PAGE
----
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Saudi Arabia's football players train ahead of the World Cup. Courtesy Saudi Arabia Football Federation
Saudi Arabia's football players train ahead of the World Cup. Courtesy Saudi Arabia Football Federation


How they qualified: Finished runners-up to Japan in Group B in the last stage of Asian qualifying, and six points ahead of UAE, whom the Saudis beat 3-0 at home before losing 2-1 in Abu Dhabi.

Manager: Juan Antonio Pizzi. The Argentina-born former Spain international is the second occupant of this very hot seat since Bert van Marwijk oversaw qualification for Russia. He has a distinguished background as a player, with Barcelona among others, and as an international coach. He was in charge of Chile when they won the Copa America two summers ago and was with them in Russia last summer at the Confederations Cup.

Player to Watch: Fahad Al Muwallad. A former prodigy, who made his senior professional debut, for Al Ittihad, while only 16. He was still 16 when he went to the Under 20 World Cup in South America and was on the scoresheet there as Saudi Arabia made the last 16. He is now 23, has lighting speed, some neat dribbling tricks. Pizzi will look to him to get behind opposition defences.

Talking Point: Saudi Arabia, for all the nation's several appearances at World Cups – this their fifth – are not a worldly group of players.

They are all based in the local, lucrative league and seldom gather experience at foreign clubs. So, at the beginning of the year, a solution was proposed: Several Saudi talents had loan spells arranged with clubs in the Spanish first and second divisions, with no financial cost to La Liga outfits involved. Trouble is, they hardly played. So if the likes of Al Muwallad, whose two brief appearances for Levante in May were more than many of the outsourced Saudis managed, look rusty in Moscow, there will be some explaining to do.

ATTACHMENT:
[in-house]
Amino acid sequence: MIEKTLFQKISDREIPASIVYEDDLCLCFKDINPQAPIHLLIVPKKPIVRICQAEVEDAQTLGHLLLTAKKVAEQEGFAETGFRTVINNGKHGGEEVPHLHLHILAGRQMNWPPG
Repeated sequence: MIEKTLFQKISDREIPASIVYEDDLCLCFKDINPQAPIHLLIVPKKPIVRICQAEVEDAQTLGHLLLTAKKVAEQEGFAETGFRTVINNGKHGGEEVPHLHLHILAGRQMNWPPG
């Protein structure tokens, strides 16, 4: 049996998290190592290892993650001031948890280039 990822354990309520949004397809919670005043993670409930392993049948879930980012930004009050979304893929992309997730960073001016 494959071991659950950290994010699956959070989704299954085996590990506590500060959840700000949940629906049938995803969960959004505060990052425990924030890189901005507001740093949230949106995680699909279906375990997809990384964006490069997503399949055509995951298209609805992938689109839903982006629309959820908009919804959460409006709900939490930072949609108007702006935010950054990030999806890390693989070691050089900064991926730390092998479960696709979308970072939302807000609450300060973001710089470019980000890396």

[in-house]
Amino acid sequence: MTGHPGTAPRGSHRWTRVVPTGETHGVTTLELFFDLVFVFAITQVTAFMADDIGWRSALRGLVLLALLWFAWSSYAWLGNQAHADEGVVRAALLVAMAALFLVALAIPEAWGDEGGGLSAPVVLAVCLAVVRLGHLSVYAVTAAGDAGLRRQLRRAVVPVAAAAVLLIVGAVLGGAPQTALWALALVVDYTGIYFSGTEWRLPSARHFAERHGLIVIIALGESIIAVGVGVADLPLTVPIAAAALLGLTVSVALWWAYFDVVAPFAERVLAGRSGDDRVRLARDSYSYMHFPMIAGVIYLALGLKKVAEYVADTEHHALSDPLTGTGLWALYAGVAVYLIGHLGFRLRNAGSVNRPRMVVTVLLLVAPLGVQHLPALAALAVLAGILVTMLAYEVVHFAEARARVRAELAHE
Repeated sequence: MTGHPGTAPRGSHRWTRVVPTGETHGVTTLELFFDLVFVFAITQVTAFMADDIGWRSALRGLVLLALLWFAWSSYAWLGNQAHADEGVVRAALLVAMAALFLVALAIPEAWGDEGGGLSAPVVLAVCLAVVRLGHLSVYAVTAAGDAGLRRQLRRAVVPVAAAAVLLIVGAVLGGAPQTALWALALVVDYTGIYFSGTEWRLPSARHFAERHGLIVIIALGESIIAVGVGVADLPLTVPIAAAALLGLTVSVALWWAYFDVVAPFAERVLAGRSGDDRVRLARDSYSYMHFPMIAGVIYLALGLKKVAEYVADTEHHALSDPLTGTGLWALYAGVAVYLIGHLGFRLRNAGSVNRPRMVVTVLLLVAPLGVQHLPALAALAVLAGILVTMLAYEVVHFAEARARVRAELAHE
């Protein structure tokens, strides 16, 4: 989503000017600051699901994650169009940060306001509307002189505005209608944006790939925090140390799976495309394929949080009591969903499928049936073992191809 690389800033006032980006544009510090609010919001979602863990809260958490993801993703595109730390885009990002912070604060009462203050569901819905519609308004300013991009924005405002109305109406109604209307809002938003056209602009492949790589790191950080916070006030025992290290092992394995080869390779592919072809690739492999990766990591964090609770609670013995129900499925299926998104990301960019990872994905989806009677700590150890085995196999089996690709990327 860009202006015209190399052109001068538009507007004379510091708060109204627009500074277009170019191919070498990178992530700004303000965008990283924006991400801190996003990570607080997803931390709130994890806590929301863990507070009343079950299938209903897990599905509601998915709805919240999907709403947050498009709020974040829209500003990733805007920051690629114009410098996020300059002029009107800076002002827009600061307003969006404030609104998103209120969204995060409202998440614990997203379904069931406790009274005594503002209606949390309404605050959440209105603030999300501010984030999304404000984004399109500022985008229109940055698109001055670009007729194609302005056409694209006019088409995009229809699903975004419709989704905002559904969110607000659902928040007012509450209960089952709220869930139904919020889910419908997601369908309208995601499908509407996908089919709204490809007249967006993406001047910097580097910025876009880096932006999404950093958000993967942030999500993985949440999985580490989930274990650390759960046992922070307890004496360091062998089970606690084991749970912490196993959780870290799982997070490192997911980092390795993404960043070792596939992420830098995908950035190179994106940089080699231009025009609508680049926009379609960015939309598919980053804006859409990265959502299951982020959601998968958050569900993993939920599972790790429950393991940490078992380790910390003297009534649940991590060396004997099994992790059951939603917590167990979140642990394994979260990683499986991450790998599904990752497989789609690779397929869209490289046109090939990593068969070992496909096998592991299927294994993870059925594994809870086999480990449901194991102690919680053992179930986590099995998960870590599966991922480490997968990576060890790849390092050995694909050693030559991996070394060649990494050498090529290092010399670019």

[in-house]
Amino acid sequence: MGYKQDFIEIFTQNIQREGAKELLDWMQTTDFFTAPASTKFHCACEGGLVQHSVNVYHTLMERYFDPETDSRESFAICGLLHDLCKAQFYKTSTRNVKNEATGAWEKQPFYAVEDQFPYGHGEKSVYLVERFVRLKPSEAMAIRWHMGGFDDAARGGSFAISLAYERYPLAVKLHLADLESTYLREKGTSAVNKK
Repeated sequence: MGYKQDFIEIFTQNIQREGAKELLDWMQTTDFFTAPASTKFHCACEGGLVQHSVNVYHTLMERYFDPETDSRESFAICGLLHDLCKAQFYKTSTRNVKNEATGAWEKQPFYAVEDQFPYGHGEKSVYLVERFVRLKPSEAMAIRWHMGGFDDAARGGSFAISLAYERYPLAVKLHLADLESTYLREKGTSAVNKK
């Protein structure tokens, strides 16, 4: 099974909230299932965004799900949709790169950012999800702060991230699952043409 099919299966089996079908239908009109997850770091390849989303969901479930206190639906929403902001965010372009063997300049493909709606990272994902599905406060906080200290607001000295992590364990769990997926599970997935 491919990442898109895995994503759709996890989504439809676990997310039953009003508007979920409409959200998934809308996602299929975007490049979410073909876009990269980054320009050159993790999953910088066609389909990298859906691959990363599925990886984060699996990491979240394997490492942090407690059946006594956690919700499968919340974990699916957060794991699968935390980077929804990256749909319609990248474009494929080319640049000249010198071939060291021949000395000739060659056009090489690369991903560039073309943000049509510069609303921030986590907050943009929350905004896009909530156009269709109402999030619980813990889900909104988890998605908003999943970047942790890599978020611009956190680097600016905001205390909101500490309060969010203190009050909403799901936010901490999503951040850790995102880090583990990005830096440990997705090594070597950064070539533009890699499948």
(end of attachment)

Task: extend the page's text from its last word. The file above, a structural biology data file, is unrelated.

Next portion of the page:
Prediction: The likelihood is that Saudi Arabia's day in the spotlight will be Matchday 1, and then they will retreat to the margins of the festival. Certainly, Russia, the hopeful hosts, seemed relieved when November's draw gave them the lowest-ranked nation in the hat as their opponents on the opening night. The crowd will be roused, and the Saudis must try to be stimulated by that. They will be under pressure to entertain, too. A massive worldwide audience will be tuning in for the big kick off.

Can they respond? It’s a long shot. And with the duo of Uruguay’s Luis Suarez and Edinson Cavani bearing down on them in the next fixture, and the Middle East derby against Egypt to close the group, the Saudis look clear second-favourites in every match.

Group A Overview

The big imponderable is how much Russia can gain from host status. Neither recent history – they have fallen at the group stage in each of their last four major tournaments – nor any stellar qualities in their squad would argue for their progressing to the last-16 stage by right. But they will have strong support, and provided they emerge with three points from the opening night might just gain enough momentum to finish above Egypt. It looks like a tussle between the Pharaoh and the Bear for one place, with Uruguay the clear favourites to finish top. And the Bear has homeground advantage.